By Brian Myers | Published
Researchers in Japan recently revealed unusual haul from one of the darkest depths of the sea. The black eggs, which were supposedly laid by flatworms, were removed from the Kuril-Kumchatka trench in the northwestern Pacific Ocean. The eggs and the creatures that lay them are some of the many mysterious forms of marine life that have evolved to exist at depths exceeding 20,000 feet under the sea.
The expert research team extracted the black eggs from the murky depths and used remote-controlled recovery vehicles. At astonishing depths, they discovered the eggs attached to pieces of rock, successfully extracted them and removed them. Hokkaido University researcher Keiichi Kakui wasn’t entirely sure what the team had discovered, but he was surprised to learn what these jet-black eggs contained.
The black eggs contained an impressive number of flatworm embryos.
A DNA analysis of the black eggs soon provided researchers with an unexpected discovery. Inside the small capsules were flatworm embryos in different stages of development. Surprisingly, this was the first time these eggs were found at this depth, breaking the 17,000 depths they were previously found to survive.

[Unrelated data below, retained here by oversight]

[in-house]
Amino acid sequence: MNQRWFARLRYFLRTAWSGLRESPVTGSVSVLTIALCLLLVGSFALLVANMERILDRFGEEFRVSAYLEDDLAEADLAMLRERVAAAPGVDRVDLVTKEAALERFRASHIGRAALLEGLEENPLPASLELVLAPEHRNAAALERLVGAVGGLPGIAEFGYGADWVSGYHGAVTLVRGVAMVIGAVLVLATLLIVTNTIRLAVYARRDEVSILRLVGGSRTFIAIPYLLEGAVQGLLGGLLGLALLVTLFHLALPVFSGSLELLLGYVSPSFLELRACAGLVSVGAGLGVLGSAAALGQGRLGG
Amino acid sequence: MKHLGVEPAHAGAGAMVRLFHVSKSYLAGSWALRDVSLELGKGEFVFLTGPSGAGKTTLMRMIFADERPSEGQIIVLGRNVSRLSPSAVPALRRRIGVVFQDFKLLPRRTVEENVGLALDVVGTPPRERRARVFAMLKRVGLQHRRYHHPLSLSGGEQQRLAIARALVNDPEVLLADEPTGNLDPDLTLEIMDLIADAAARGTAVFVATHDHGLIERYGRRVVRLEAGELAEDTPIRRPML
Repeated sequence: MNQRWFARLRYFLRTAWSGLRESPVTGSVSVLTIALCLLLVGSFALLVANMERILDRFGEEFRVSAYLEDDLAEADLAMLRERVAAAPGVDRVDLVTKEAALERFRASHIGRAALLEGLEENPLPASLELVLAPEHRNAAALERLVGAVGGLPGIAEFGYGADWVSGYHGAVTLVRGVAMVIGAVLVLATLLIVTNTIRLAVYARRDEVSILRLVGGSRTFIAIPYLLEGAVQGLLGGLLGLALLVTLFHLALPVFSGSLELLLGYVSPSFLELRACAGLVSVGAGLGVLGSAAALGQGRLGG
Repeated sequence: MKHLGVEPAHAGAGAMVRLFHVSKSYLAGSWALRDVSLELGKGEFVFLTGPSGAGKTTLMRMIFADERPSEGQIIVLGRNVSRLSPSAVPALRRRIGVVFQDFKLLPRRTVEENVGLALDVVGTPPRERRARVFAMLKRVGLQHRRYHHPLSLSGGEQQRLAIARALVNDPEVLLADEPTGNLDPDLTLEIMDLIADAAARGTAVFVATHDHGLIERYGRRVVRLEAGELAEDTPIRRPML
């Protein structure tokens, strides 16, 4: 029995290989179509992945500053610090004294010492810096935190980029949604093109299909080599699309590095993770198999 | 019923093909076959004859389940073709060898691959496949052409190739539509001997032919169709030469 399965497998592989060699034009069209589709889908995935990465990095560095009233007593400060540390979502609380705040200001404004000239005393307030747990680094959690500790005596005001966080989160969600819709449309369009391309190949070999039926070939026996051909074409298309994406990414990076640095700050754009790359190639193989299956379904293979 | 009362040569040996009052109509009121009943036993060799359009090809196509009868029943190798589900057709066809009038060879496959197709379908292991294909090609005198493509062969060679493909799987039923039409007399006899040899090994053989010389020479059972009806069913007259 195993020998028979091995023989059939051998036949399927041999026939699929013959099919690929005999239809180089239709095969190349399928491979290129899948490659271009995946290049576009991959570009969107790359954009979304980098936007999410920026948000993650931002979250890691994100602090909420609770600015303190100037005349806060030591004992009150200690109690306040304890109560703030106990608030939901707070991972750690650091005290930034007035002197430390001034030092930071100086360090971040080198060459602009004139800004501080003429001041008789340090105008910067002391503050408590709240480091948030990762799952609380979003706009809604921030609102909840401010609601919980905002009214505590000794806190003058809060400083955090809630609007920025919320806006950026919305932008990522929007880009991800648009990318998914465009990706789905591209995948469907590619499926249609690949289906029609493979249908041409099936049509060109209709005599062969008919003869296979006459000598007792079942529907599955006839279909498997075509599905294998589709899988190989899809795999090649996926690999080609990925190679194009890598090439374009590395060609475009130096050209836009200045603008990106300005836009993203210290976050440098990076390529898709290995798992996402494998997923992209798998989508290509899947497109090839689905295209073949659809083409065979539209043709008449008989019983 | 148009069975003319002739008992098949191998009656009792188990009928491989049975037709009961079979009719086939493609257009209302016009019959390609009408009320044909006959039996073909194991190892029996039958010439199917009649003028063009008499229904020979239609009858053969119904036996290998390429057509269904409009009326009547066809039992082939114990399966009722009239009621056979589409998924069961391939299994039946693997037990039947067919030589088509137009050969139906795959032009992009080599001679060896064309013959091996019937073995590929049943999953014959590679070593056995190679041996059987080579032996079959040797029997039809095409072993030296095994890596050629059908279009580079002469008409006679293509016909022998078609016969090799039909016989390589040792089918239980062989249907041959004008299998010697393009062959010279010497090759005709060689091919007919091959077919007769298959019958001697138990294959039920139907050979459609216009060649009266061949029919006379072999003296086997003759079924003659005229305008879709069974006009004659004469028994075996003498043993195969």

While the discovery of the black eggs really surprised Japanese researchers, it shouldn’t be a big surprise when scientists discover a species that lives in previously unknown parts.
Carefully opening the eggs, a milky white liquid oozed out from inside. Each egg contained multiple flatworm embryos, three to seven per dissected specimen. A rather impressive amount, considering the black eggs only measured about a tenth of an inch in diameter.
What is even more shocking is what the DNA analysis revealed. These flatworms are close cousins of those we find every day on the Earth’s surface. Scientists believe that flatworms living in shallow waters may have moved, over time, to deeper waters, paving the way for the species that researchers recovered from incredible depths.
The researchers found the black eggs thousands of feet below what they thought was the flatworm limit.
The mysteries of the deepest parts of the oceans are slowly being solved, although scientists will admit that what is currently known falls far short of understanding everything that lies in the abyss. While the discovery of the black eggs surprised Japanese researchers, they shouldn’t be too surprised when scientists discover a species that lives in previously unknown parts.
Marine scientists widely believe that there could be up to two million different species of life in the salt waters that cover most of the Earth’s surface. Currently, science has only identified approximately 250,000 of them. Identifying flatworms and their black eggs shows how much there is to learn about the deep ocean.
The newly identified species from the deepest parts of the ocean are not limited to small flatworm eggs, tiny crustaceans and various amoebas. Giant squid were once believed to be marine fiction until these giant sea monsters were captured. In 2021, Japanese scientists successfully identified a previously undiscovered 55-pound slipperyhead fish. The large fish was aptly named “Yokozuna”, in honor of the highest rank in sumo wrestling.
Fountain: Biology Letters of the Royal Society